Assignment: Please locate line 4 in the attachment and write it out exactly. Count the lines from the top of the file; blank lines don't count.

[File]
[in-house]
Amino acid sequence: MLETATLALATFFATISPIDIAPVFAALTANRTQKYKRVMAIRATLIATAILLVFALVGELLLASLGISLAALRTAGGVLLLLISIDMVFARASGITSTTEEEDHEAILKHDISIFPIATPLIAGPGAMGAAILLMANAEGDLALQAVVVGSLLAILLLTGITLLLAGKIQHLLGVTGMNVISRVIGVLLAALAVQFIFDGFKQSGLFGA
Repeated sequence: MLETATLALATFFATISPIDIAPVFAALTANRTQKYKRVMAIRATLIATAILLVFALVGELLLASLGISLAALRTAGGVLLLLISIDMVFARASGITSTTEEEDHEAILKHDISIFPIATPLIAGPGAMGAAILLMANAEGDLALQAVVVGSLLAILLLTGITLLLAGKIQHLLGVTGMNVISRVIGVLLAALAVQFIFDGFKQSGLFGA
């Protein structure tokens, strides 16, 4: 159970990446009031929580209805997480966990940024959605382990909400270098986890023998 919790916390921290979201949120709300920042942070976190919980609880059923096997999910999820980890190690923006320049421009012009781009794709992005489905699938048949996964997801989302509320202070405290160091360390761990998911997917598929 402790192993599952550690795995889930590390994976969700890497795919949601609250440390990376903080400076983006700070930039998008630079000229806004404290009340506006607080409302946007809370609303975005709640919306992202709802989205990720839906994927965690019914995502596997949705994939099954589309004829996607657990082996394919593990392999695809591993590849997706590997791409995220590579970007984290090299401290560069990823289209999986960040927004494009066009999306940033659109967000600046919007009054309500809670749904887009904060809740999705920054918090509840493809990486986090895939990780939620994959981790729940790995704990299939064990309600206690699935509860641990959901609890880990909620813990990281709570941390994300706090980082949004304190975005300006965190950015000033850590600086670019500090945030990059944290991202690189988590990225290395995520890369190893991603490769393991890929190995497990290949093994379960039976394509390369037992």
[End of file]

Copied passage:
């Protein structure tokens, strides 16, 4: 159970990446009031929580209805997480966990940024959605382990909400270098986890023998 919790916390921290979201949120709300920042942070976190919980609880059923096997999910999820980890190690923006320049421009012009781009794709992005489905699938048949996964997801989302509320202070405290160091360390761990998911997917598929 402790192993599952550690795995889930590390994976969700890497795919949601609250440390990376903080400076983006700070930039998008630079000229806004404290009340506006607080409302946007809370609303975005709640919306992202709802989205990720839906994927965690019914995502596997949705994939099954589309004829996607657990082996394919593990392999695809591993590849997706590997791409995220590579970007984290090299401290560069990823289209999986960040927004494009066009999306940033659109967000600046919007009054309500809670749904887009904060809740999705920054918090509840493809990486986090895939990780939620994959981790729940790995704990299939064990309600206690699935509860641990959901609890880990909620813990990281709570941390994300706090980082949004304190975005300006965190950015000033850590600086670019500090945030990059944290991202690189988590990225290395995520890369190893991603490769393991890929190995497990290949093994379960039976394509390369037992």